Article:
Walls, Anne (BP) | O'Brien, Rob (BP) | Clarke, Jim (BP) | Pereira Costa, Sofia (BP) | Oliveira, Shirley (BP) | Smith, Ken (MBARI) | Priede, Imants (Oceanlab) | Vardaro, Michael (Oregon State University) | Rowe, Gilbert (Texas A&M) | Bailey, David (University of Glasgow) | Milligan, Rosanna (University of Glasgow) | Ruhl, Henry (NOC Southampton) | Sangolay, Bomba (INIP)
In early 2009, two Deep-ocean Environmental Long-term Observatory Systems (DELOS) were installed in around 1,400m water depth in Block 18, Angola. The intention is that they will provide a unique long-term (25 year) dataset of deep-ocean variability. Each station consists of a fixed platform structure into which serviceable modules containing oceanographic, acoustic and camera equipment are placed. One monitoring station is located near to subsea infrastructure, and the other is located at the same depth but distant from, and upstream of, any oil industry activities. This far-field platform also has a sediment trap module. This will enable both long term natural and anthropogenic changes in the physical, chemical and biological environment to be identified and investigated. The data will also allow an understanding of the pace of recovery from unforeseen impacts and provide a linkage between marine biodiversity and climate change.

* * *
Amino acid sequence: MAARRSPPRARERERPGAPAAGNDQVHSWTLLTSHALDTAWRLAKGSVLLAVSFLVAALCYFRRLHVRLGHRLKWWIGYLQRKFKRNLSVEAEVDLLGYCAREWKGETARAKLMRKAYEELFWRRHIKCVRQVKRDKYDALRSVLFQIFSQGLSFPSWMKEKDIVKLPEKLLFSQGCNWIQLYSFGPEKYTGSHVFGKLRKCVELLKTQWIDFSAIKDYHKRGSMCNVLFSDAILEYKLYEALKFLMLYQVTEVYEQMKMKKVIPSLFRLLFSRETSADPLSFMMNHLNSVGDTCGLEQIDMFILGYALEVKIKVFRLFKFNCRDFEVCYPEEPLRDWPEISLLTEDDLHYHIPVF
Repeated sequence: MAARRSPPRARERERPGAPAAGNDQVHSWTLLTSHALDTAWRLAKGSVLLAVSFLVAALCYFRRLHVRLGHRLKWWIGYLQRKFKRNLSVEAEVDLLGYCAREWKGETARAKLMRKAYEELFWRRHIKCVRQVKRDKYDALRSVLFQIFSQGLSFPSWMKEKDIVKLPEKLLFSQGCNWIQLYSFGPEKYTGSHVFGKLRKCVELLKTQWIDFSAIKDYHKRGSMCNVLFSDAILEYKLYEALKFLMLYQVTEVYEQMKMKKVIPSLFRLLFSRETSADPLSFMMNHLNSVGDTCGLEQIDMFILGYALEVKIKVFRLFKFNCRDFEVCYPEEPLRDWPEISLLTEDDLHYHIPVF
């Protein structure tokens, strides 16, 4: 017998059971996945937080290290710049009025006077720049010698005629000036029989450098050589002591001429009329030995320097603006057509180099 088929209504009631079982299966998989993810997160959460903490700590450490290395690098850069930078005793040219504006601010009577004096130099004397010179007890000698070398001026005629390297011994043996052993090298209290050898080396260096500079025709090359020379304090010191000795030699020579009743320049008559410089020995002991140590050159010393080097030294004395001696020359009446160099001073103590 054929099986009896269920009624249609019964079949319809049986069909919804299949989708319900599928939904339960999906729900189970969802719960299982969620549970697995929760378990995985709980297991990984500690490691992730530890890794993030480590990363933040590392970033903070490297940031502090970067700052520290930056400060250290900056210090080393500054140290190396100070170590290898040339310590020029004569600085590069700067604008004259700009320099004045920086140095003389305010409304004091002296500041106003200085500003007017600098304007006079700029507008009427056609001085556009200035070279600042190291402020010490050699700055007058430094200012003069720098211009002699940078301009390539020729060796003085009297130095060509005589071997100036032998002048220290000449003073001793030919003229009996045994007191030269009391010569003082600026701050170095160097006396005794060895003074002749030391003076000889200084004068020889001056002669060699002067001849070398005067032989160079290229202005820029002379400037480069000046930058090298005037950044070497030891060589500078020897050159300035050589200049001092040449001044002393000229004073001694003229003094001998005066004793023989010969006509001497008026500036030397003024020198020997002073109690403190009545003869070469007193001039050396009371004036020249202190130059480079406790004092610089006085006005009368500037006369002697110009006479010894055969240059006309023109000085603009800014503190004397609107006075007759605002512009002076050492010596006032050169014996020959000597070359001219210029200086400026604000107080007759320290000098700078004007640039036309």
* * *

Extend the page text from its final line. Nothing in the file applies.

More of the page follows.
An international scientific steering committee initially developed the DELOS concept and specified the equipment. It now oversees the research associated with data interpretation.
The modules are recovered approximately every twelve months, and the data downloaded, batteries changed and the equipment serviced before being returned to the seabed. This paper will discuss the pros and cons of the intermittent data collection and how the data are managed and interpreted, including sharing with our Angolan partners.